As an honored and decorated officer with Florida's Miami-Dade Police Department for more than 17 years, Joe Martinez knows the importance of a lifeline to help. His work with the elderly, the disabled and victims of domestic violence gave him a different insight into the value of emergency assistance.

It's what led Martinez to develop a program that would ultimately make a difference in the safety of thousands of people's lives.

Recognizing the Need

Now a Miami-Dade County Commissioner, Martinez based his decision to create the Dial-A-Life program on a need to help abused, low-income, disabled and elderly residents. The initiative is dedicated to collecting used digital cellular phones and then reprogramming them so that at-risk county residents can call 911 immediately.

On July 10, 2001, the Board of County Commissioners approved an ordinance establishing the program, and its kickoff was held on Dec. 2, 2003 -- the date staff officially distributed the first phones.

"People that are afraid to leave their homes, victims of domestic violence, the disabled -- they have limited means. This program is a lifeline for them -- a security blanket," said Martinez. "The program has snowballed. Senior citizens are reaping the benefits, and other counties are getting on board, too."

Organizers continue to set up centers for the collection and distribution of phones. Organizations are encouraged to partner with Dial-A-Life in creating centers or to conduct drives to collect cell phones from employees, the community or other organizations. The phones are free to those who are considered at-risk.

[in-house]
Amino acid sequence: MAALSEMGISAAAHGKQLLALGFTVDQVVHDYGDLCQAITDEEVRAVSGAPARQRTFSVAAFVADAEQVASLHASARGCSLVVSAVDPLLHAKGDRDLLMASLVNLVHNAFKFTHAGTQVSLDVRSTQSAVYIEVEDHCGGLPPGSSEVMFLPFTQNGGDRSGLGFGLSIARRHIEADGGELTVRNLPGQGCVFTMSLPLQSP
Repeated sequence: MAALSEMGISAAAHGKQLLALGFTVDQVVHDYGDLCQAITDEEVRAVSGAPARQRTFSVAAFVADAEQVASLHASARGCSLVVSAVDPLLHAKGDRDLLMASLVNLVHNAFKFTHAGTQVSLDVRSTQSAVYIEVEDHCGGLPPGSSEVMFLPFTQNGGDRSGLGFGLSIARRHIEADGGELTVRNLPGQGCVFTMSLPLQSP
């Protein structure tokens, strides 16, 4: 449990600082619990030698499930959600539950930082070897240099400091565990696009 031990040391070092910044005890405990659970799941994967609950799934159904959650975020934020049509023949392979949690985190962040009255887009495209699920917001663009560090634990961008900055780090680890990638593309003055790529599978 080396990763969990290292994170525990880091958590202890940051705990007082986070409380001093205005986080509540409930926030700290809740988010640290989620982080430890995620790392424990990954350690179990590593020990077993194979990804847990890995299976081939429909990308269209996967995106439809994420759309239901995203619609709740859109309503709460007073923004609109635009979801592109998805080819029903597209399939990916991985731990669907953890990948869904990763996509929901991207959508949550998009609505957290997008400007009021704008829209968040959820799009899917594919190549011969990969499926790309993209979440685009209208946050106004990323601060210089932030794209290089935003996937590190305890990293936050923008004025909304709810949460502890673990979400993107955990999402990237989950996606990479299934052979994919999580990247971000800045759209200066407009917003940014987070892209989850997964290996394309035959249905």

To date, staff have collected 3,168 telephones, and refurbished and delivered 1,216 telephones to distribution centers throughout Miami-Dade County. Although analog phones were initially donated to the program, staff later discovered they were not feasible and had to discard some phones. The county's operating costs run about $100,000 annually.

Growing Strong

The goal is to eventually provide phones to all at-risk Miami-Dade residents. Currently Dial-A-Life advertises through newspaper, radio and television -- with the board continually looking for creative and impacting ways to increase awareness. Some advertising vehicles have included the Dial-A-Life Web site, launched in December 2004, and a Dial-A-Life Program public service announcement aired on the local cable network.

In February 2005, organizers held a Dial-A-Life Power-A-Thon. Partnering with BellSouth, Cingular Wireless and radio station WPOW, the goal was to collect 500 used cellular phones. The end result was more than 600. Other Florida counties, and even other states, have inquired about the program, hoping to start a similar initiative in their own areas.

In late August 2004, 83-year-old Olga Bohourgues, a Dial-A-Life phone recipient, experienced severe chest pains and used her cell phone to dial 911. Rescue units responded within a few minutes and transported her to Kendall Regional Medical Center. That phone call saved her life.

"When I found out about Olga's success story, it brought tears to my eyes," said Carmen Williams, Dial-A-Life program coordinator since February 2003. "Olga actually used the phone to save her own life. There is a great need for this program, and I am happy to be a part of it. I see it as a mission to help people -- and possibly, save lives."

To learn more about the Dial-A-Life initiative, call the program at 305/375-DIAL, or see the Web site.

Kristen P. Wilson  |  Contributing Writer